The Leave campaign’s promise of £350 million a week to help fund the NHS proved controversial during the 2016 Referendum and its controversy has not died down, the Prime Minister’s recent announcement has helped rejuvenate the debate. Perhaps unsurprisingly there is only a very slim difference between people that think there will be a Brexit dividend (40%) and won’t be one (37%). 62% of Leave voters believe that there will be a Brexit dividend as promised by the Leave campaign during the Referendum. 59% of Remain voters believe that there will be no dividend; although 22% of Remain voters do believe there will be one.
Single Market and Customs Union understanding
Despite 31% of people claiming to have a ‘very good’ or ‘good’ understanding of the Customs Union, only 17% of people were able to identify the correct definition of the Customs Union. This was the same percentage among both Leave and Remain voters. Comparatively, 38% of people were able to identify the correct definition of the Single Market. Most people said they had a ‘limited’ understanding (between 36% and 43%) of the Customs Union, the Single Market, and the difference between them, whilst a very small percentage of people (just 3%) said they thought the single market and Customs Union were the same thing or said they had heard of neither.
Irish border issue
When it came to the Irish border issue, nearly two-fifths (39%) of respondents identified themselves as having a ‘limited’ understanding of the topic, while a further fifth (19%) said that they didn’t know anything about or hadn’t heard of the issue.
Most respondents (40%) thought Brexit would make the relationship between Northern Ireland and Republic of Ireland more distant. Comparatively, 30% thought that Brexit will make no difference to the relationship between Northern Ireland and the Republic of Ireland, with 10% believing Brexit will make their relationship closer.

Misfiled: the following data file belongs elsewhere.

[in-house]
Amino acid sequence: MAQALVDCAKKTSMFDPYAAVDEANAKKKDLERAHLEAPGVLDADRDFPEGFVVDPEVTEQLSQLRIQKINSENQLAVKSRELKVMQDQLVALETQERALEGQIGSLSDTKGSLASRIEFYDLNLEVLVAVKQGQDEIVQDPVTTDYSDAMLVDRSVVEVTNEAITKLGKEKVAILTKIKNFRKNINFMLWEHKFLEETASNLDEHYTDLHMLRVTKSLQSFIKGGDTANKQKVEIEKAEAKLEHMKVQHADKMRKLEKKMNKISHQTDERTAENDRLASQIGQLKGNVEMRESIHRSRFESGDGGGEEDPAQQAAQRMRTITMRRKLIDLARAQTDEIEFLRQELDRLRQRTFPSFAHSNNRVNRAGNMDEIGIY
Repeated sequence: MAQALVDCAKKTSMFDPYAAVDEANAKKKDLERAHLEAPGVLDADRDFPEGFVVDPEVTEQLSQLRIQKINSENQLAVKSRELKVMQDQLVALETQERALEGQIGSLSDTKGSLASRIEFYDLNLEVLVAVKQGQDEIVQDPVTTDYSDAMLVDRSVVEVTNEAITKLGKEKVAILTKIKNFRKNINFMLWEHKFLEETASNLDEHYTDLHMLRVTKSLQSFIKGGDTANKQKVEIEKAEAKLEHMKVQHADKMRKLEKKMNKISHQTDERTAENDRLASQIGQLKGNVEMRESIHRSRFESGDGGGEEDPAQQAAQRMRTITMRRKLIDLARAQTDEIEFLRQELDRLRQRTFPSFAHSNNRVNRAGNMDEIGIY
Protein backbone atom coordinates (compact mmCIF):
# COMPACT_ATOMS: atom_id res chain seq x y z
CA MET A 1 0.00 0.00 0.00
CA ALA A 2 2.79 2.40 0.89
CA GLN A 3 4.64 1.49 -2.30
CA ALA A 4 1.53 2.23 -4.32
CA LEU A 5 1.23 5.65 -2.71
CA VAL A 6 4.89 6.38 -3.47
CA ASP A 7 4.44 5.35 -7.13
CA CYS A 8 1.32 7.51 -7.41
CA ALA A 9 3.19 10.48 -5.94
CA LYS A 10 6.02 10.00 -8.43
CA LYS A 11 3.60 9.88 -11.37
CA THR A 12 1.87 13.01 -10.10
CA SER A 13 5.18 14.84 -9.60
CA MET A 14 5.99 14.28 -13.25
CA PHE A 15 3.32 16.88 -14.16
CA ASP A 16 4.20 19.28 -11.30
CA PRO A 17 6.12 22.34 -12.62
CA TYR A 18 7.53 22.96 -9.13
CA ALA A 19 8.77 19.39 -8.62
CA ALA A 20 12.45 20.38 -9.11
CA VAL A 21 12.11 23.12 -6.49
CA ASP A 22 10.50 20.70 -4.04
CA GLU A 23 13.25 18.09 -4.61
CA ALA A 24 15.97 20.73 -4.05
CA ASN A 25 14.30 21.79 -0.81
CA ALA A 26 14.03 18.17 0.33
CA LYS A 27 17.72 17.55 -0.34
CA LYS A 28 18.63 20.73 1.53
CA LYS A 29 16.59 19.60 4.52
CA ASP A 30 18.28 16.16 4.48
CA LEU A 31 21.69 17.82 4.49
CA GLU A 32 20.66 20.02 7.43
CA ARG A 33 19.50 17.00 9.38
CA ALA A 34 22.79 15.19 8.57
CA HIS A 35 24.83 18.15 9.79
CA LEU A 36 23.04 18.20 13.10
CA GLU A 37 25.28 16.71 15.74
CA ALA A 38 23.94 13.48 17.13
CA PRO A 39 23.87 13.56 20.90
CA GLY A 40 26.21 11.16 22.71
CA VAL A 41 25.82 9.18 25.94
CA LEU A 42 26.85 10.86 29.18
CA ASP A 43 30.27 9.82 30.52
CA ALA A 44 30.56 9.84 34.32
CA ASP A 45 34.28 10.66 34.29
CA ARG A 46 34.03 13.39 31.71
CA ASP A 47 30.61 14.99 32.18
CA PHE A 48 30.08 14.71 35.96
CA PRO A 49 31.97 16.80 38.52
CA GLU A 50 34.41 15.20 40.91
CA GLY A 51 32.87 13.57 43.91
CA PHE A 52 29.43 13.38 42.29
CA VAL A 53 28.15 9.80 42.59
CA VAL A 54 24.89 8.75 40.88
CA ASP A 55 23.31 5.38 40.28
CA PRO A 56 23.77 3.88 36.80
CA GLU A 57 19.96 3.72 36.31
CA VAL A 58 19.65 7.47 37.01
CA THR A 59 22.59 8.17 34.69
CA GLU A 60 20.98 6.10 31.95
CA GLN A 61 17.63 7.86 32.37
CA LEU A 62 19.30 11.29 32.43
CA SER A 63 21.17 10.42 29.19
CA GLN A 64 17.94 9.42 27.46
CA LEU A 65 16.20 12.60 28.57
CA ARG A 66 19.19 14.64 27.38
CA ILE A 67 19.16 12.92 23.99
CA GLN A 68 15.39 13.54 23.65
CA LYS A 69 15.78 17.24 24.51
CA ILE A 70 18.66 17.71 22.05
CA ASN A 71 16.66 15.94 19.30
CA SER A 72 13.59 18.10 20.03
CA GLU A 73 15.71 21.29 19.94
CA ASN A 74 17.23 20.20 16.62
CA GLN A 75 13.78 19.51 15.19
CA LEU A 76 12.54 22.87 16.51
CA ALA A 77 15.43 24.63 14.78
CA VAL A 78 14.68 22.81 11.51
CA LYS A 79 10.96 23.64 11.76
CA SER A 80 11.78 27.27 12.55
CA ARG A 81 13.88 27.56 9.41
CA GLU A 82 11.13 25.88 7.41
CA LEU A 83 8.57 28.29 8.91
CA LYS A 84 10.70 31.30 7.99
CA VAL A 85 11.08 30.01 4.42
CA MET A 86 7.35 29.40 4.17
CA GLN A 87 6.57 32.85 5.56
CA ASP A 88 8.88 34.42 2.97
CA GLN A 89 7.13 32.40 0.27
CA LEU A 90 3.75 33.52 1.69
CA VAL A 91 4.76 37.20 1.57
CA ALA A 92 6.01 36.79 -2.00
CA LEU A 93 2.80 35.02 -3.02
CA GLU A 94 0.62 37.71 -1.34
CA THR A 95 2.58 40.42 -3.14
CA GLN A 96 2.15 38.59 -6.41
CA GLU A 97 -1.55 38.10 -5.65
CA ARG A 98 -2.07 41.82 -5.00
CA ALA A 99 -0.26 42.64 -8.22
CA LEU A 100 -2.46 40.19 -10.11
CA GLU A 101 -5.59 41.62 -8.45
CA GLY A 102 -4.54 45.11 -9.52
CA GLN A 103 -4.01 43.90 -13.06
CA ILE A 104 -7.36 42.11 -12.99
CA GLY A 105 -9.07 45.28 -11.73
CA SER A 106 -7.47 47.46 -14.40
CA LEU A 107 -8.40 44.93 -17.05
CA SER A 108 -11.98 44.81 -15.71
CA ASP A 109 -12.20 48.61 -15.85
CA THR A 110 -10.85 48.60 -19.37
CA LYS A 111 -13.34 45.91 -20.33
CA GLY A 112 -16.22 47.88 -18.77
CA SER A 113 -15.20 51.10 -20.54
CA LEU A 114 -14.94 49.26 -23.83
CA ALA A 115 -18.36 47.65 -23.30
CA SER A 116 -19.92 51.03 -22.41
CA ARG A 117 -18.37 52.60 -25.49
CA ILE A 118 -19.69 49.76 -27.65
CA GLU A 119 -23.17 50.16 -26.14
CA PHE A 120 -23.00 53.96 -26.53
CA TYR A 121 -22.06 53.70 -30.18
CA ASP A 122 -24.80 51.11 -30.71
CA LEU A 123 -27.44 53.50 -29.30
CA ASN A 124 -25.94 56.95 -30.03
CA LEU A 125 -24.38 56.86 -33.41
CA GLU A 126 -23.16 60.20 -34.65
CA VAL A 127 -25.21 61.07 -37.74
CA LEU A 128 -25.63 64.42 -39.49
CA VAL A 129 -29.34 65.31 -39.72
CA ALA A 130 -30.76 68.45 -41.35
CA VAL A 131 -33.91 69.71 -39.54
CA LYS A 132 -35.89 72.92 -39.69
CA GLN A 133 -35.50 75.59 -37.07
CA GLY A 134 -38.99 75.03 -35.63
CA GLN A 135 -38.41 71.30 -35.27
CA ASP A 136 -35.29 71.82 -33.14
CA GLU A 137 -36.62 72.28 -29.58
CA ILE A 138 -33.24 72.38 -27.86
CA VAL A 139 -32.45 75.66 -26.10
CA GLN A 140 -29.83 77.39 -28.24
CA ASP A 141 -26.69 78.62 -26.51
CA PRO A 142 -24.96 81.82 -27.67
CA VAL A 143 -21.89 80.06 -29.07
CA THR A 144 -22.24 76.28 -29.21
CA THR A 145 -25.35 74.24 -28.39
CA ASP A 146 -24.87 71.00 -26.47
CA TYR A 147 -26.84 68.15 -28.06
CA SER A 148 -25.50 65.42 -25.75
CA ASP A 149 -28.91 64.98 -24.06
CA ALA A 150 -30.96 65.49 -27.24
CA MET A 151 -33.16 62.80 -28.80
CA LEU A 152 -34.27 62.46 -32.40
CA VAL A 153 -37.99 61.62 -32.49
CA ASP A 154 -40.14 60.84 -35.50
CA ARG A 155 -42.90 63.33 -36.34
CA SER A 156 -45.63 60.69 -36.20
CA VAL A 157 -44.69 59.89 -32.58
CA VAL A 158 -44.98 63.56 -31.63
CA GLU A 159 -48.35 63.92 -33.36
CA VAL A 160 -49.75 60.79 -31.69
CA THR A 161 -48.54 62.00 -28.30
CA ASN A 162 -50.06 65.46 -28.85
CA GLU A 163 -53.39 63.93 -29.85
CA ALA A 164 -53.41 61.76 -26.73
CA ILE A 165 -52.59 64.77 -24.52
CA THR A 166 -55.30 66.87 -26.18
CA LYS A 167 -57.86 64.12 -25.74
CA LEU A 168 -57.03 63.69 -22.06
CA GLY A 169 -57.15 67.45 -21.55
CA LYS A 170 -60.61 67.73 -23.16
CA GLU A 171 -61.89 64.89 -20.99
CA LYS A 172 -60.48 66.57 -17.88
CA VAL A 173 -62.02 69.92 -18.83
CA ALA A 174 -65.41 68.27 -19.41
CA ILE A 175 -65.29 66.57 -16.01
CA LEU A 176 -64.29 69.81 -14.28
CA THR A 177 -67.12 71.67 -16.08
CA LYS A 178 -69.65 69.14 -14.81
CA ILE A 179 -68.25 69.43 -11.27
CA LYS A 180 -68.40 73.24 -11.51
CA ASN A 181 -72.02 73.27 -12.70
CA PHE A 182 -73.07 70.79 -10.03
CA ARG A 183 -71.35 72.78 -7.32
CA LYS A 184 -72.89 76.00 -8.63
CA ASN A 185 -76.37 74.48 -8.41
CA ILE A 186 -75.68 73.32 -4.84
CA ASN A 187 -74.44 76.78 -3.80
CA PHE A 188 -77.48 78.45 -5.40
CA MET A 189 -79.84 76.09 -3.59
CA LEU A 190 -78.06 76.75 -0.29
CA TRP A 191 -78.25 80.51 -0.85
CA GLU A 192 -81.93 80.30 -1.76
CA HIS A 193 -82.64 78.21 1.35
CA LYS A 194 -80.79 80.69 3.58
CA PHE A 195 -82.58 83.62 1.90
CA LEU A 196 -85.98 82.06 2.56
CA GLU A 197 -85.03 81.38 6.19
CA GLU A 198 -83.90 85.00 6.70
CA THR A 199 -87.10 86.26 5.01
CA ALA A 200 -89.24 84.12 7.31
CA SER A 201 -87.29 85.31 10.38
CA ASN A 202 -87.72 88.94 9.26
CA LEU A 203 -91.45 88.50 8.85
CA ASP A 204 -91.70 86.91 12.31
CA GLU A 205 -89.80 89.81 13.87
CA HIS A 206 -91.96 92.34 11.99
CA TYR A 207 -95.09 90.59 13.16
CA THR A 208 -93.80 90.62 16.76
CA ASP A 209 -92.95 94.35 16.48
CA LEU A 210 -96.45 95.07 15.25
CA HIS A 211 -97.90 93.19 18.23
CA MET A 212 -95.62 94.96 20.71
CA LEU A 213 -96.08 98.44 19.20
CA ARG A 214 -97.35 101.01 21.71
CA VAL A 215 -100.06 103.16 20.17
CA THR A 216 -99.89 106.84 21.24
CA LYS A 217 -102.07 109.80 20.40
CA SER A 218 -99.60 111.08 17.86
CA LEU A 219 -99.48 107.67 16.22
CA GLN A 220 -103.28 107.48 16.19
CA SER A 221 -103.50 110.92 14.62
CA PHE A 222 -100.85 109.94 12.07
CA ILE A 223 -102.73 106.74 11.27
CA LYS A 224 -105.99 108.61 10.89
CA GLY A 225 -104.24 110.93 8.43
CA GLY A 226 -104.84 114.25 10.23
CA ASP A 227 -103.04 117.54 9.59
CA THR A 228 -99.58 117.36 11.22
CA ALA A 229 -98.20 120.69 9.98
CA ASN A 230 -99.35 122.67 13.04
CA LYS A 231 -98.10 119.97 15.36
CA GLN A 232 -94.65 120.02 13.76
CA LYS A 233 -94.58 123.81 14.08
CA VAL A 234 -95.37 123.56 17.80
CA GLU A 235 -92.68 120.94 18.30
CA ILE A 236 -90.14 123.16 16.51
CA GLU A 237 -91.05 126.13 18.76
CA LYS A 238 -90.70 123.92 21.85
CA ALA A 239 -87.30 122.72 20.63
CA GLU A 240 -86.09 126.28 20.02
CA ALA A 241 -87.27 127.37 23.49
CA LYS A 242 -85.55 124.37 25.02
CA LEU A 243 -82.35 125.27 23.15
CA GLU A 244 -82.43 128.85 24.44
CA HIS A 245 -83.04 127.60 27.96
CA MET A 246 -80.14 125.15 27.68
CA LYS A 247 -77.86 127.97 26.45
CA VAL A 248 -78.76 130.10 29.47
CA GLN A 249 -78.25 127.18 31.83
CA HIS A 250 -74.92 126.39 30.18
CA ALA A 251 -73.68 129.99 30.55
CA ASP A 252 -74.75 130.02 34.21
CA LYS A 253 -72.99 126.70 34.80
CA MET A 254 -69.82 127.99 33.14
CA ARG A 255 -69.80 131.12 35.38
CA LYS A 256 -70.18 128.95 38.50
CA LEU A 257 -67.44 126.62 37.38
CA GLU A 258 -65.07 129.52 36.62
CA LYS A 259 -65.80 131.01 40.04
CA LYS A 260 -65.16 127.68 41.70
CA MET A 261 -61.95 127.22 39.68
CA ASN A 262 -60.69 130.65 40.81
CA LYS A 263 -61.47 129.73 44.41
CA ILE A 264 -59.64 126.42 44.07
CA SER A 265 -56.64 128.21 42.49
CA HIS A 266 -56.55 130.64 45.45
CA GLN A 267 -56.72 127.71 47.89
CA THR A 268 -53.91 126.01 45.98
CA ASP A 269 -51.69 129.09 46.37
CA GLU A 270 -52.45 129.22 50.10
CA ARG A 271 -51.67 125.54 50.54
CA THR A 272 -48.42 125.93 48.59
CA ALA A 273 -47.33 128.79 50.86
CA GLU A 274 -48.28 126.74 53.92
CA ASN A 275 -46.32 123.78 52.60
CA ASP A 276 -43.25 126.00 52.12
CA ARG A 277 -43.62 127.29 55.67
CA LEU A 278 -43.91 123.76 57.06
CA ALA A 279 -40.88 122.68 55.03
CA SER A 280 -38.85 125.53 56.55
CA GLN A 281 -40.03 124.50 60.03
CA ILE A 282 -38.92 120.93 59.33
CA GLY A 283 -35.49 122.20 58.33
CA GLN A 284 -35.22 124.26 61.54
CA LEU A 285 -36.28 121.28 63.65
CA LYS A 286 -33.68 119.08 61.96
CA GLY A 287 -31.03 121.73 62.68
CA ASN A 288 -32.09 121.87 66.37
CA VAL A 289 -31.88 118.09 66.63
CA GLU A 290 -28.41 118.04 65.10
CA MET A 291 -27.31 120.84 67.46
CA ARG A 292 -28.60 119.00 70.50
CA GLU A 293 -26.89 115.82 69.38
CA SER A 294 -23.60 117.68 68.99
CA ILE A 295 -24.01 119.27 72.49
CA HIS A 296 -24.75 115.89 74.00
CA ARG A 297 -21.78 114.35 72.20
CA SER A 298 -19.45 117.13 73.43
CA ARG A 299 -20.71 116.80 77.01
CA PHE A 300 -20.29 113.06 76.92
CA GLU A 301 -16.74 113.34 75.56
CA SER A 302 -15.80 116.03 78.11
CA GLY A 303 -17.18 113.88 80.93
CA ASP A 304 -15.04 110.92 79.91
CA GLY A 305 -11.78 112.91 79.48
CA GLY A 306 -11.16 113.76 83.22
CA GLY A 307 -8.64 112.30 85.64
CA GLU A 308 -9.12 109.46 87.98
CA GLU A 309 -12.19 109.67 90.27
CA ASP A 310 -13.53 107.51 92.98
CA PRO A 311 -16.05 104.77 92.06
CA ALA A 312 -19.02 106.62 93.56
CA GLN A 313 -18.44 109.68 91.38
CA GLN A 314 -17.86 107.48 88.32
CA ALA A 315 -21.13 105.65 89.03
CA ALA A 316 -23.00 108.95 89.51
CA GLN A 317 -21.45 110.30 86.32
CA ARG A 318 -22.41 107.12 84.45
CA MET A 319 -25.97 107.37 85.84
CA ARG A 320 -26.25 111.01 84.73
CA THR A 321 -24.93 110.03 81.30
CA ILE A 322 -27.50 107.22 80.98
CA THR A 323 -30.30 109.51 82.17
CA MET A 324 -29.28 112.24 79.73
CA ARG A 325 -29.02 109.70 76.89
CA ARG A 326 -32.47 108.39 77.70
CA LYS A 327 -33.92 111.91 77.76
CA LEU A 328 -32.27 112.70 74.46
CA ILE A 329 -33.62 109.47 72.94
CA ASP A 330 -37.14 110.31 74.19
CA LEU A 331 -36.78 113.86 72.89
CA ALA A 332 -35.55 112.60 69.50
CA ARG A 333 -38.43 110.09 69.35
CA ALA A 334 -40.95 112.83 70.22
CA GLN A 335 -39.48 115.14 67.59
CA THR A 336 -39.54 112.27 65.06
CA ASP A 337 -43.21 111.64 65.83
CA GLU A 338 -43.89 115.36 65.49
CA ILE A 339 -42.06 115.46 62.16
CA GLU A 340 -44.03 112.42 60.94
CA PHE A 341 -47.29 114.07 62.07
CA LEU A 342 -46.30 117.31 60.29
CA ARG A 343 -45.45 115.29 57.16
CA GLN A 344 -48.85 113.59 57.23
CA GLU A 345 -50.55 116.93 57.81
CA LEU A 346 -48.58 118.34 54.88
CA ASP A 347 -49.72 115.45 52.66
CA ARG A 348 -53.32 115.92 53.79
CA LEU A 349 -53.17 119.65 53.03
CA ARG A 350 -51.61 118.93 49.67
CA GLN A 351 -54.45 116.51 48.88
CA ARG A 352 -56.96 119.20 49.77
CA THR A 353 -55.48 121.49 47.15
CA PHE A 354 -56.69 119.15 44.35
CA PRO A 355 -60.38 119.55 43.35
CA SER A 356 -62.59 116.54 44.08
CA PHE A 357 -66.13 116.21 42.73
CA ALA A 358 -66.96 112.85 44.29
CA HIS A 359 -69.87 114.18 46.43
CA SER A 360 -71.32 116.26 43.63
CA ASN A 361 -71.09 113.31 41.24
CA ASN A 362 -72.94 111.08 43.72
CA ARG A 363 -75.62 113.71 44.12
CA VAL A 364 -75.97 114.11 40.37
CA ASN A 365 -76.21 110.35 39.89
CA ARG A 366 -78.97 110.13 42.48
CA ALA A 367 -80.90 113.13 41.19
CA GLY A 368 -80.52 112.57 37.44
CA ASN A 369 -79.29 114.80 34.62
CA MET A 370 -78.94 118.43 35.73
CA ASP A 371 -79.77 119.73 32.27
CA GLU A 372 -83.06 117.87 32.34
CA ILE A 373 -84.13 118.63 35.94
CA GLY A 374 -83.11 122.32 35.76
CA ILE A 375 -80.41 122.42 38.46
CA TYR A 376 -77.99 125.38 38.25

As well as this, the relationship between the Republic of Ireland and the UK as a whole was also taken into account, with 42% of respondents believing Brexit would result in greater distancing between the two countries. 32% of respondents also believed that Brexit would make ‘no difference’ to the relationship, with only 8% of people thinking that Brexit would benefit the UK’s relationship with the Republic of Ireland.
More people (38%) thought Brexit would not make any difference to the relationship between Northern Ireland and the rest of the UK than think it would cause distancing (32%). Interestingly, this poll found that this issue was split between Remain and Leave voters, with 40% of Remain voters believing the relationship will become more distant and 47% of Leave voters believing it will make no difference.
In the event of a hard border being established between the Republic of Ireland and Northern Ireland 44% of respondents believed that it would be up to the people of Northern Ireland to decide whether they should remain part of the UK. 33% of respondents said Northern Ireland should outright remain part of the UK and 11% said it should no longer be part of the UK. Comparatively, this poll found there was very little divergence in the opinions of Leave and Remain voters on this issue.
Full data tables available here.
Research was conducted online with a sample of 1022 UK Adults aged 18+. Fieldwork from 19 – 20 June 2018.
All polls are subject to a wide range of potential sources of error. On the basis of the historical record of the polls at recent general elections, there is a 9 in 10 chance that the true value of a party’s support lies within 4 points of the estimates provided by this poll, and a 2 in 3 chance that they lie within 2 points.